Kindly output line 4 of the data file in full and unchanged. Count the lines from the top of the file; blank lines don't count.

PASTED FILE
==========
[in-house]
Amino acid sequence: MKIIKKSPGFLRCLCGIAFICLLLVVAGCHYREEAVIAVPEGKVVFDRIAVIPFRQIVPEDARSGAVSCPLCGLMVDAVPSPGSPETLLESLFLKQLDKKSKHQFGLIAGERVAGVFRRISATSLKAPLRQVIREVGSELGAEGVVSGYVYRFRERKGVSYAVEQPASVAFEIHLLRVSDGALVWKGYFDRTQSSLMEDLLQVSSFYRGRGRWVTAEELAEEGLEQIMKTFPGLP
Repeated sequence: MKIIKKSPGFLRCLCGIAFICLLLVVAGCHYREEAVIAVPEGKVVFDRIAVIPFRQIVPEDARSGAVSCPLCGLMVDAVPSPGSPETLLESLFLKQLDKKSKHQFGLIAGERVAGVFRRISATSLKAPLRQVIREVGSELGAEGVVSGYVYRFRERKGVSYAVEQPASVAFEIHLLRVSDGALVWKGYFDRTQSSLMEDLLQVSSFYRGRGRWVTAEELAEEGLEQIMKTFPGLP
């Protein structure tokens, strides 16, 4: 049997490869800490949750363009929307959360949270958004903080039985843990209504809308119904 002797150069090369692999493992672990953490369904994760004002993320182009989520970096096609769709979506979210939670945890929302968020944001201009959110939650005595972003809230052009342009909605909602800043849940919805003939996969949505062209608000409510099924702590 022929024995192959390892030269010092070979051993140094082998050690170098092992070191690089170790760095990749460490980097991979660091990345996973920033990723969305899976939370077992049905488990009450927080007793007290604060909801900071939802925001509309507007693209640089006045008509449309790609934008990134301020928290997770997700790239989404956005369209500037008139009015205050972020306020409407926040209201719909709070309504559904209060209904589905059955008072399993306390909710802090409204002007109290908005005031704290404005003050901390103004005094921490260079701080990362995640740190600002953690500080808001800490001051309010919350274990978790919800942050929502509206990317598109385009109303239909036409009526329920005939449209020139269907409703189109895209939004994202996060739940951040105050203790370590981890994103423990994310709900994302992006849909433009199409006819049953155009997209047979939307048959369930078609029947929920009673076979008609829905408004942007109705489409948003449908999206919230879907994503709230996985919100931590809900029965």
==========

């Protein structure tokens, strides 16, 4: 049997490869800490949750363009929307959360949270958004903080039985843990209504809308119904 002797150069090369692999493992672990953490369904994760004002993320182009989520970096096609769709979506979210939670945890929302968020944001201009959110939650005595972003809230052009342009909605909602800043849940919805003939996969949505062209608000409510099924702590 022929024995192959390892030269010092070979051993140094082998050690170098092992070191690089170790760095990749460490980097991979660091990345996973920033990723969305899976939370077992049905488990009450927080007793007290604060909801900071939802925001509309507007693209640089006045008509449309790609934008990134301020928290997770997700790239989404956005369209500037008139009015205050972020306020409407926040209201719909709070309504559904209060209904589905059955008072399993306390909710802090409204002007109290908005005031704290404005003050901390103004005094921490260079701080990362995640740190600002953690500080808001800490001051309010919350274990978790919800942050929502509206990317598109385009109303239909036409009526329920005939449209020139269907409703189109895209939004994202996060739940951040105050203790370590981890994103423990994310709900994302992006849909433009199409006819049953155009997209047979939307048959369930078609029947929920009673076979008609829905408004942007109705489409948003449908999206919230879907994503709230996985919100931590809900029965």